WASHINGTON — A D.C. woman wants District officials to finally add barriers to a well-known bridge.
In April, 29-year-old Peter Tripp jumped to his death off the Taft Bridge, along Connecticut Avenue Northwest. Tripp left behind his longtime partner, Chelsea Van Thof, who met him at veterinary school.
“He was very supportive,” she said. “You could you could feel the love from him.”
The Taft Bridge, unlike the nearby Ellington Bridge on Calvert Street Northwest, does not have barriers on its sides. Following Tripp’s death, Van Thof said she planned to change that.
“The next day, I told my friend, that bridge is getting a barrier if I have anything to say about it,” she said.
Van Thof started to meet with community leaders shortly thereafter.
“I never want anyone to feel the pain that losing a loved one to suicide, especially in this way, evokes,” she said.
One person Van Thof has focused her attention on is DC Council Chair Phil Mendelson who, 30 years ago as an Advisory Neighborhood Commissioner, fought to stop D.C. from putting barriers on the Taft Bridge.
“The research was virtually non-existent about whether barriers actually deterred somebody from suicide at that place,” Mendelson said.
Van Thof asked Mendelson, during a virtual listening session Monday, if he would support the District placing a barrier along the Taft Bridge. Mendelson apologized for Van Thof’s loss and then said declined to act on the matter.
“I don’t intend as a councilmember to get involved with that,” he said.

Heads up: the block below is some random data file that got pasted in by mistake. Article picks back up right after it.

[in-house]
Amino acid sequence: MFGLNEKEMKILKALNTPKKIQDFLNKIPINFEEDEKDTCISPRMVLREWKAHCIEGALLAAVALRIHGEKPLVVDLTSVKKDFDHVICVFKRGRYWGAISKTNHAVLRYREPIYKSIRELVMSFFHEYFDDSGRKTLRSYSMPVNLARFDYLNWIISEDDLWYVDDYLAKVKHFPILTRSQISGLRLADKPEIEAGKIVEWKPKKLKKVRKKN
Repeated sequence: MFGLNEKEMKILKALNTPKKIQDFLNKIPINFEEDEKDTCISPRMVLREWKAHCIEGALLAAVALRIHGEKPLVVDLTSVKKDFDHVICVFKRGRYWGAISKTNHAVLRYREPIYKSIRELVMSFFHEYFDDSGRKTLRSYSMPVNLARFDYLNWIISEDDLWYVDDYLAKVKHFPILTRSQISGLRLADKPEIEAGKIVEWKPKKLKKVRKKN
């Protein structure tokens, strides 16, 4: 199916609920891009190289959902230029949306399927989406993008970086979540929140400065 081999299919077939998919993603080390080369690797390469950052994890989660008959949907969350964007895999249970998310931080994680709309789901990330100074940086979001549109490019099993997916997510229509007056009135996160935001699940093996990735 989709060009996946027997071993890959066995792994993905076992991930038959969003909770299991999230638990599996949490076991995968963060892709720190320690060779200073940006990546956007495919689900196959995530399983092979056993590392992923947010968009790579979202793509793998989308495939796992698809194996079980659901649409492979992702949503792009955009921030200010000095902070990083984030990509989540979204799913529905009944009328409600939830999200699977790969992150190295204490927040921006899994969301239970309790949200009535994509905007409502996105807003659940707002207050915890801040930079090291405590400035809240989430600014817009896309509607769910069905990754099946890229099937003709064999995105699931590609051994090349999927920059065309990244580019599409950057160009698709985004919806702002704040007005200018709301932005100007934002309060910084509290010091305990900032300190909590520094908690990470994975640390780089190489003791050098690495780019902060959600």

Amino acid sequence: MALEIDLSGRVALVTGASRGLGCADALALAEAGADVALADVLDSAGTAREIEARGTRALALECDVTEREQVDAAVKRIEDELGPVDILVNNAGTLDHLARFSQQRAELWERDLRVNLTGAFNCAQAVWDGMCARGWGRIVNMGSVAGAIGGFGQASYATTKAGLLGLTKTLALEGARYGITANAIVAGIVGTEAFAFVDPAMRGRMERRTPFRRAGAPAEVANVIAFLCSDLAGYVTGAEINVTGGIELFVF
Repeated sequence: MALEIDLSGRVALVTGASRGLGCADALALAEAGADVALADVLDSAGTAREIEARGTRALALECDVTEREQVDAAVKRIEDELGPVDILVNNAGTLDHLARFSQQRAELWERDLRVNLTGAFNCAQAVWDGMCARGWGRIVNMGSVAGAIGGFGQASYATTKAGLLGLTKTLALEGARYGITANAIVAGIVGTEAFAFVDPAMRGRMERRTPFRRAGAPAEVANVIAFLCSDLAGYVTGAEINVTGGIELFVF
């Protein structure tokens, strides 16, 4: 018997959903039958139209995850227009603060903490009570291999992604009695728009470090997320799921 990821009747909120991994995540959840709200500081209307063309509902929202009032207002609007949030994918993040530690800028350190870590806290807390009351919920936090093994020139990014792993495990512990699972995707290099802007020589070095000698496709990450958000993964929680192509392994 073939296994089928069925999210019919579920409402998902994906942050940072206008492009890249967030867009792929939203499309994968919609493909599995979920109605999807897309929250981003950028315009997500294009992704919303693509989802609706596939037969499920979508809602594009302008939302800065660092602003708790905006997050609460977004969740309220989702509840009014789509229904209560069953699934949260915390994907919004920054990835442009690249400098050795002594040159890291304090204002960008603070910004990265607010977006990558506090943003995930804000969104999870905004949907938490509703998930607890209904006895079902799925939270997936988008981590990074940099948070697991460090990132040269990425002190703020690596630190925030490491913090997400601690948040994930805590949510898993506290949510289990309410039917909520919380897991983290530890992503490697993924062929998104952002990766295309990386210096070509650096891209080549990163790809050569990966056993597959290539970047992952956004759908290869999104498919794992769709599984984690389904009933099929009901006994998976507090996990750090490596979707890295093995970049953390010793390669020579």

However, Van Thof has not been deterred. She said she is planning to speak with Mendelson in person about the issue.
“It's important to me,” she said. “It's important to honor Peter in this way and he was the best person I ever met and this is what he would have done. That's what he would have wanted.”
Van Thof has supporters too. In June, the local advisory neighborhood commission, ANC 3C, voted to approve a resolution in favor of installing barriers on the Taft Bridge.
In the meantime, Van Thof says she plans to also bring attention to suicide among veterinarians. According to the Centers for Disease Control and Prevention, veterinarians in the United States and abroad have a higher suicide risk compared to the general population.
“There is a suicide crisis in veterinary medicine,” Van Thof said. “You find out early on as a suicide survivor that suicide is not caused by one thing most of the time, it's the perfect storm of circumstances.”
If you happen to be in need of help or know someone who needs assistance, the Suicide & Crisis Lifeline is a great resource. It can be reached by calling "988" 24 hours a day, seven days a week.